Kelly Wolf of the U.S. recently posted that she hit 100,000 feet of climbing for the month of July. With that amount of vert in preparation, it would be hard not to include her as a contender. It looks like she hasn’t raced since 2020 when she placed third at the Speedgoat 50k, but she’s regularly out there on high-mountain terrain across the Colorado Rockies. Wolf trends toward dominance in shorter, punchy races, and indeed this is her first 100-mile race. But with wins at Lavaredo Ultra Trail and the Tarawera 102k in 2018, she’s well prepared to compete.
Kathrin Götz of Switzerland has a long history in a variety of sports, qualifying for the Ironman World Championships in 2003 and 2004. She’s also been great in the ultra world. Götz has had an extremely successful 2018 through 2020, coming in first, second, or third in nearly all her races, with only a couple outliers. Though she trends toward shorter races as well, Götz placed third at TDS, and won Lavaredo Ultra Trail and Eiger Ultra Trail, all in 2019. As long as her day comes together right, she’ll likely do very well.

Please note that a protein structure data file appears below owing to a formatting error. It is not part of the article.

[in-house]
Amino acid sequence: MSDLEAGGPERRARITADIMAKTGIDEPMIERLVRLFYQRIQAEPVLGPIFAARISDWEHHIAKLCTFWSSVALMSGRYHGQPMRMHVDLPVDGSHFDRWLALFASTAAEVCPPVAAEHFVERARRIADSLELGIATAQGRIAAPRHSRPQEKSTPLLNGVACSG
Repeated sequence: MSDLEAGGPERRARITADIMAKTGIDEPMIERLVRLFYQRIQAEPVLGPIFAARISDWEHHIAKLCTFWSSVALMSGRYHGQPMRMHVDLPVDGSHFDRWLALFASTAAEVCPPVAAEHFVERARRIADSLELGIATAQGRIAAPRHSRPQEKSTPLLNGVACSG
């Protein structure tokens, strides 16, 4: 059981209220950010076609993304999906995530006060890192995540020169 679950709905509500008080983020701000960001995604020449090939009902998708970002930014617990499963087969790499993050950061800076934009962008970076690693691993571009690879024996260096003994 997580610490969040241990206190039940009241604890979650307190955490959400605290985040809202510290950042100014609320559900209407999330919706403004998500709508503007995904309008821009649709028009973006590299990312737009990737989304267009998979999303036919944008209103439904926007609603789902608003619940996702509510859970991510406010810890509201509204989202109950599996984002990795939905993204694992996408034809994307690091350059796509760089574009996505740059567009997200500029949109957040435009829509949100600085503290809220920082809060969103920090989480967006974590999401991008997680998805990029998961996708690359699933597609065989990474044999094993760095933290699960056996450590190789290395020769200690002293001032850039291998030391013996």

Adding to the list of multi-year UTMB veterans is Mariya Nikolova of Bulgaria. This year will be her sixth running, and other than a DNF in 2019, she’s improved in either place or time in each running, her best being ninth place in 2018. Let’s see if she can come back and move up even further in the top 10.
The Finnish runner Maija Oravamäki posted plenty of photos on social media this winter of her running across snowy landscapes and skiing with what looks to be a very heavy sled – great for strength training, right?! She too, trends toward shorter races, but has done relatively well in the Alps, placing 13th at UTMB in 2019 and fifth at CCC in 2018, it will be interesting to see how she can improve relative to this competitive field.
Delphine Avenier of France flies mostly under the radar, with no social media to speak of and minimal online presence. But when she shows up, she really shows up. While it looks like she hasn’t raced since 2019, her last showing at UTMB was 10th place that year. She DNFed at UTMB in 2018, but she did finish in sixth at CCC in 2018, and won TDS in 2017. What will she show us this year?